• New Year's Eve : As a Soviet province, the authorities sought to promote the New Year holiday as Christmas was all but forbidden for its alleged "religious" and "nationalist" character After the restoration of independence, the significance of the New Year decreased, but it is still a day-off and celebrated This day is used by the leaders of the country to address the nation

Talking in Estonia

The official language is Estonian which is linguistically very closely related to Finnish At the same time many in urban areas especially younger people speak English well According to the Eurobarometer poll of 2005, 66% of Estonians can speak some Russian This does not include native-language speakers Thanks to heavy tourism and TV broadcasts from the other side of the gulf, Finnish is also spoken quite well by many people in Tallinn, the capital German is taught at school in Estonia and a large number of people can speak some 22% according to Eurobarometer

There is a large Slavic minority, particularly Russian and Ukrainians some 25%

What to see in Estonia

Estonia's top tourist attractions


  1. Tallinn's Medieval Old Town, Tallinn
  2. The Rotermann Quarter, Tallinn, Shopping district
  3. Kadrioru Park, Tallinn, Park
  4. KUMU, Tallinn, Art museum
  5. Tartu Jaani St John's Church, Tartu
  6. Pärnu Beach, Pärnu
  7. Narva Hermann Castle, Narva, Museum
  8. The Kaali meteorite craters, Saaremaa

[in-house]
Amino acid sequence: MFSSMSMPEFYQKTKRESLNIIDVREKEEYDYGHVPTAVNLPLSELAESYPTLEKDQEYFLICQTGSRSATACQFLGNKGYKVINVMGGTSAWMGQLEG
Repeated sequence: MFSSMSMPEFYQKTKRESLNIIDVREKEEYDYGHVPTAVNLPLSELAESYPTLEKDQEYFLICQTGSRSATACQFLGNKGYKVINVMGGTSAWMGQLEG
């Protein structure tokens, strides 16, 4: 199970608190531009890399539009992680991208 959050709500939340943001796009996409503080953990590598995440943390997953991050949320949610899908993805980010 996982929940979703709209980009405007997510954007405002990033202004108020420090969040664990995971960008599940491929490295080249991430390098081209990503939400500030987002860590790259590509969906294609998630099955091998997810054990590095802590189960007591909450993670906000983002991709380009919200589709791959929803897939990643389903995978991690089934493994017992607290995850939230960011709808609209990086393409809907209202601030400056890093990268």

9. Setumaa 19, South-East Estonia
  10. Rakvere Ordu Castle, Rakvere, Museum

Medieval History & Manors

The main reason most people first come to Estonia is to see the best protected and intact medieval city in Europe - Tallinn The unique value of Tallinn's Old Town lies first and foremost in the well-preserved intact nature of its medieval milieu and structure, which has been lost in most of the capitals of northern Europe Since 1997, the Old Town of Tallinn has been on UNESCO's World Heritage list

Living under the rule of Scandinavian kings, Russian empire and Teutonic Knights has left Estonia with unique and rich blend of historic landmarks Over one thousand manors were built across Estonia from the 13th century onwards Some of the manors have perished or fallen into ruins but a lot have been reconstructed and now are favourite attractions with tourists Nowadays there are about 200 manor houses 20 under state protection as architectural monuments and 100 in active use

Islands & Coastline

Estonia has over 1500 islands The nature is essentially untouched and offers quite a different beach experience with their remoter rustic feel Most of the public beaches are sandy and the average water temperature is 18°C in summer Inland waters and some shallow bays' water are even warmer

The largest island is Saaremaa with an intact and well-restored medieval castle in its only city, Kuressaare Stone fences, thatched roofs, working windmills and home made beer are all distinctive to Saaremaa Hiiumaa on the other hand is well known for its lighthouses, unspoilt nature, Hill of crosses and the sense of humour of its inhabitants Both islands have an airport so they can be quickly reached from Tallinn

Other important islands include Kihnu, Ruhnu with its "singing sand" beach, Muhu and Vormsi, each with its own unique characteristics Most of the other tiny Estonian islands don't carry much cultural significance but can be appealing for bird watching, canoeing, sailing or fishing etc

In July and August Pärnu, Estonia's summer capital, is the main attraction The coastline itself has loads of untouched beaches and a tour from Narva-Jõesuu in the East towards Tallinn is great for exploring the coastline Some of the well known places include Toila, Võsu, Käsmu and Kaberneeme

What to do in Estonia